One thousand dollars. That's how much AMD anticipates it will cost you to acquire a video card packing two of its most powerful GPUs on a single dual-slot PCB. AMD has provided us with reference design hardware, with retail cards expected to follow by the end of the month. So consider this a hands-on preview of the Radeon HD 7990. We'll follow up with an official review as soon as we get a card that people can actually buy.
The Radeon HD 7990 is essentially two Radeon HD 7970 cards melded into one. You might call it CrossFire on a card. Each 28nm GPU packs 4.3 billion transistors (8.6 billion in total) and a total of 4096 stream processors to deliver compute performance of a staggering 8.2 teraflops: That's 8.2 trillion floating-point operations per second. And each processor has a 384-bit interface to 3GB of GDDR5 memory (that's 6GB in total), so games with large memory footprints perform extremely well on this card.
The card is capable of supporting up to five displays simultaneously, even if they don't support DisplayPort multi-streaming, thanks to the presence of four Mini DisplayPort connections and one DVI port. AMD's Eyefinity technology can support up to six DisplayPort monitors (provided at least one supports multi-streaming), although it's unlikely that you could run six high-resolution displays at once.
That's because the DisplayPort standard is capable of delivering maximum bandwidth of 21.6 Gbps. Four 1920-by-1200 displays with color depth of 30 bits per pixel and a refresh rate of 60 frames per second would consume most of that bandwidth. And as I discussed in my earlier DisplayPort multi-streaming primer, playing games with more than three monitors isn't the best experience because it leaves a bezel in the middle of your view.
The new king of the hill
With the Radeon HD 7990, AMD seizes the title of most powerful consumer video card from Nvidia, which earned the title only last February when it shipped its GeForce GTX Titan. That card, which is based on a single GPU, is capable of delivering compute performance 4.5 teraflops, which was considered remarkable at the time. Even in a tri-SLI configuration with three Titans in one system, you'd get "only" 13.5 teraflops. With two 7990s in Crossfire, you'd be swinging 16.4 teraflops.
We had an opportunity to benchmark a number of recent games on the Radeon HD 7990 and were impressed with the performance it delivered, especially at very high resolutions. Our test bench consisted of a 3.4GHz Intel Core i7-2600K and 32GB of DDR3/1600 memory installed in an Asus P8Z77-V Pro/Thunderbolt motherboard. At resolution of 1920-by-1080 pixels--such as what you'd get with a mainstream 23- or 34-inch display--the card delivered DiRT Showdown at its Ultra quality setting at a whopping 110.2 frames per second.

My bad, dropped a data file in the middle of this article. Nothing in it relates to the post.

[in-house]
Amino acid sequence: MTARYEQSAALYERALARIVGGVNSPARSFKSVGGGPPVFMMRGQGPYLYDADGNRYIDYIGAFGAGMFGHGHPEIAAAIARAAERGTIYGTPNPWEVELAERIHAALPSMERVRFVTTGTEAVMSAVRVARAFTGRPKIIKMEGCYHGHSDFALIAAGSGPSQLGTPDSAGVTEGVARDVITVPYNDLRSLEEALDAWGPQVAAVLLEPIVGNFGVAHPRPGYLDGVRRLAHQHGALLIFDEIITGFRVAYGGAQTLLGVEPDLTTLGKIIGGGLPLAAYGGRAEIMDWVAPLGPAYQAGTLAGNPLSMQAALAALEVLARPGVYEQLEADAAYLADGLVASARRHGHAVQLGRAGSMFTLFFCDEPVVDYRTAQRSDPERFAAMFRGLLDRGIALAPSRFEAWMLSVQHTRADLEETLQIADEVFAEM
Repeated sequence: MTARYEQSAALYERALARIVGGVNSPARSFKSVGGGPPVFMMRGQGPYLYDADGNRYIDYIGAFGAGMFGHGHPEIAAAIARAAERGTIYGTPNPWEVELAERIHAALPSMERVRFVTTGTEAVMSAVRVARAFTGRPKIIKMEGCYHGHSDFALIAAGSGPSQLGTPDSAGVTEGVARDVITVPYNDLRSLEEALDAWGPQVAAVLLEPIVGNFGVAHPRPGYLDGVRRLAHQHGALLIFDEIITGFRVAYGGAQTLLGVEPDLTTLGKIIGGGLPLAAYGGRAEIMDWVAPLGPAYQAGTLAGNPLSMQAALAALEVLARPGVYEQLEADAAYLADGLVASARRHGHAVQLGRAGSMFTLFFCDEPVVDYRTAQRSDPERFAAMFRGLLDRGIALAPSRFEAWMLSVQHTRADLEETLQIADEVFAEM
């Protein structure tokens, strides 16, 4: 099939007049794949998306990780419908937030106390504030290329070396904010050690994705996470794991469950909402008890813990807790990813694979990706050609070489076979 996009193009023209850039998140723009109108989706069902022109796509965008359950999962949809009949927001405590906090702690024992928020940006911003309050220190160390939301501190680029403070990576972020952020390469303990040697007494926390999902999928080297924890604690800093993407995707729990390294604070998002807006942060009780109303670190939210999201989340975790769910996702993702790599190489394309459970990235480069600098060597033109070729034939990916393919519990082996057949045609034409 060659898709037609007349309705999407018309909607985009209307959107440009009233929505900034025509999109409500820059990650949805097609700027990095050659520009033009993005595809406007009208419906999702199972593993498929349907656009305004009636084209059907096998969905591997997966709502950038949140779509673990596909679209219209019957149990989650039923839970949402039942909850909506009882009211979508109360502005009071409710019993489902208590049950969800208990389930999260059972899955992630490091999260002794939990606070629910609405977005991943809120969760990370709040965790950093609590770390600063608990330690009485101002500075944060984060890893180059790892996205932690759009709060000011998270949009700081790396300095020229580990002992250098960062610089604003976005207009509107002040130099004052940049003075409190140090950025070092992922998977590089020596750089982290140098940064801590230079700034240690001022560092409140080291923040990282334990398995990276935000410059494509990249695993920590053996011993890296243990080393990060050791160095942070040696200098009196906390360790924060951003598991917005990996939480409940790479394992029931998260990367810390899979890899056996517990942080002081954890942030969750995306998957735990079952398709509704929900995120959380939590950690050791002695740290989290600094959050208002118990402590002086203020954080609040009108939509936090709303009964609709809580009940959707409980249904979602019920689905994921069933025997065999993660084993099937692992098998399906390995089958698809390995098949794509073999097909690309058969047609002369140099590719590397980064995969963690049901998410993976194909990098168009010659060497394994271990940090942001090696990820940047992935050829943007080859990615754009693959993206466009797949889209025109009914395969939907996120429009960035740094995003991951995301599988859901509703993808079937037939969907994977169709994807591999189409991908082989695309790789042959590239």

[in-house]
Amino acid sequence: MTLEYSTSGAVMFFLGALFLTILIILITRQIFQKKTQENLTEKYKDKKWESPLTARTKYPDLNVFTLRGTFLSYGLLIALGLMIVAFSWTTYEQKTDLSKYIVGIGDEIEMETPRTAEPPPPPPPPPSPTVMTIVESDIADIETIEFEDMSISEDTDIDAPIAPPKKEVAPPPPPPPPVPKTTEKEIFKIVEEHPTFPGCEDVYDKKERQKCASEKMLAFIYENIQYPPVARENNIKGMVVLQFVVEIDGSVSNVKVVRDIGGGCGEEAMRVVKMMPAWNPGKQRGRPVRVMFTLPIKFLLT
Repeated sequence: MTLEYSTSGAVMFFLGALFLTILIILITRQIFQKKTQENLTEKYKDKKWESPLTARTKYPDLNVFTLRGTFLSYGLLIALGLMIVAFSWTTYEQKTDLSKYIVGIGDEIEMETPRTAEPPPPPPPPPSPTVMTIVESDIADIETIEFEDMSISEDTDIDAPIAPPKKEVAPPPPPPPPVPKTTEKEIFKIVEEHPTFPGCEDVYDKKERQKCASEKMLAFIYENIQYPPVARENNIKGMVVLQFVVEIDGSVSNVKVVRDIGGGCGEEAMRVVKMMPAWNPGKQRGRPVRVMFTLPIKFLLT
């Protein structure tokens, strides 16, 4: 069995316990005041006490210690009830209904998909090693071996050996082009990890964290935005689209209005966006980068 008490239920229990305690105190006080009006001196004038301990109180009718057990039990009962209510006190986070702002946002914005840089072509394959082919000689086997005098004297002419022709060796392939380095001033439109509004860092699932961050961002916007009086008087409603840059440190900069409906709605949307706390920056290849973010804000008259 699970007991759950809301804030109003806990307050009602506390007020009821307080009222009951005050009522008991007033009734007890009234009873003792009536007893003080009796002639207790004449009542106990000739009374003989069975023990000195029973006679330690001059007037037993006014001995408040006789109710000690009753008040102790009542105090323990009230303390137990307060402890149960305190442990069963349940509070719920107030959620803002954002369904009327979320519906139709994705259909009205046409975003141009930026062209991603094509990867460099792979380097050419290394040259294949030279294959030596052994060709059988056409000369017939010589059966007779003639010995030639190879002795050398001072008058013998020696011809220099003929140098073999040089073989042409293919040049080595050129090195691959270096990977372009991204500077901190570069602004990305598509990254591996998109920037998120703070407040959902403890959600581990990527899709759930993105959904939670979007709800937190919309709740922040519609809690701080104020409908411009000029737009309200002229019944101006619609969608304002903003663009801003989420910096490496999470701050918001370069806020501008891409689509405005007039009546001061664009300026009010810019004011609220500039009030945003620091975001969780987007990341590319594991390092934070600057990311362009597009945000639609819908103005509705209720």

Moving up to a more resource-hungry game, the Radeon HD 7990 proved capable of delivering Bioshock Infinite at 1920-by-1080 pixels and Ultra quality settings at 111.6 frames per second. When we connected the PC to a 30-inch panel and cranked the resolution to 2560-by-1600 pixels, Bioshock frame rates dropped to a still imminently playable 74.5 frames per second. And if you're interested in an immersive three-panel experience, AMD claims its card can deliver the game at Ultra quality and 5760-by-1080 resolution at 59.7 fps. (Note: AMD used a different CPU, motherboard, and memory configuration for its internal tests than we did.)
But can it play Crysis?
Because no discussion of video card benchmarking would be complete without mentioning Crysis, we benchmarked Crysis 3 at its Ultra preset at resolution of 1920x1080 pixels: The card delivered the game at 37.1 frames per second. And when we boosted the resolution up to 2560-by-1600 pixels and played the game on a 30-inch panel, frame rates dropped to a still-playable 29 frames per second.
Moving to synthetic benchmarks, the Radeon HD 7990, produced the Heaven DirectX 11 benchmark at its Ultra preset and resolution of 1920-by-1080 pixels at 66 frames per second (a score of 1664), and at 2560-by-1600 resolution at 38 fps (a score of 972). The card's 3DMark DirectX benchmark scores were 138073 for Ice Storm (which is limited to a Direct3D 9 feature set and is therefore the least demanding 3DMark test), 23314 for Cloud Gate (which is limited to a Direct3D 10 feature set), 10707 for Fire Strike (a full DX 11 benchmark), and 5756 for Fire Strike Extreme (a quality preset designed for testing multi-GPU systems).
We would have preferred to report our performance findings in comparison with Nvidia's Titan video card, but Nvidia didn't provide one in time for our deadline. We hope to be able to publish comparative numbers based on retail samples of both cards.
As I said at the top of this story, AMD says retail Radeon HD 7990 boards won't be available for another couple of weeks. But literally moments before I filed this story, I learned that boutique PC manufacturer Origin PC will be offering the 7990 as an option in its Genesis full-tower desktops, Millennium mid-towers, and Chronos small-form-factor systems. Other shops specializing in high-end systems are sure to follow.
Nvidia, the ball is in your court!